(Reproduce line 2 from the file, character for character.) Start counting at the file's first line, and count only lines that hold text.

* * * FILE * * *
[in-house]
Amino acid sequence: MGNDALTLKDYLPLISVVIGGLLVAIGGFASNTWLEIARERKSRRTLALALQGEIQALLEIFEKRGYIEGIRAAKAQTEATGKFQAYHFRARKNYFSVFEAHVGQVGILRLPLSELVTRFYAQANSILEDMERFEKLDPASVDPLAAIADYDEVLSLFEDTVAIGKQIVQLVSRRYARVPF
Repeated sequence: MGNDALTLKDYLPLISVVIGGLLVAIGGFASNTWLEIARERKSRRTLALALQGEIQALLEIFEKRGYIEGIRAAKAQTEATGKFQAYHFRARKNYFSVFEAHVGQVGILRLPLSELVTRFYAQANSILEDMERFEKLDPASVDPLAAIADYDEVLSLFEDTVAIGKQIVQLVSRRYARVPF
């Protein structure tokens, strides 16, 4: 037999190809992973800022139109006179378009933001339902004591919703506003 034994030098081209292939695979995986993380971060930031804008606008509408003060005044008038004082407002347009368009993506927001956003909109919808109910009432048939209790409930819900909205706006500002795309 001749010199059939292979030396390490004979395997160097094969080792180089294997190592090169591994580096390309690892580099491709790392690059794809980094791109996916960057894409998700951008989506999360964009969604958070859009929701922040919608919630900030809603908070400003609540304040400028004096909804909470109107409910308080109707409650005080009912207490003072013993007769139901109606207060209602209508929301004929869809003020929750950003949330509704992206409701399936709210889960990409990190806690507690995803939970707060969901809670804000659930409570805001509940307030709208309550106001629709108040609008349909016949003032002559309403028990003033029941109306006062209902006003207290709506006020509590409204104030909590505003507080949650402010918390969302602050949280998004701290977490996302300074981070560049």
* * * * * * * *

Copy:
Amino acid sequence: MGNDALTLKDYLPLISVVIGGLLVAIGGFASNTWLEIARERKSRRTLALALQGEIQALLEIFEKRGYIEGIRAAKAQTEATGKFQAYHFRARKNYFSVFEAHVGQVGILRLPLSELVTRFYAQANSILEDMERFEKLDPASVDPLAAIADYDEVLSLFEDTVAIGKQIVQLVSRRYARVPF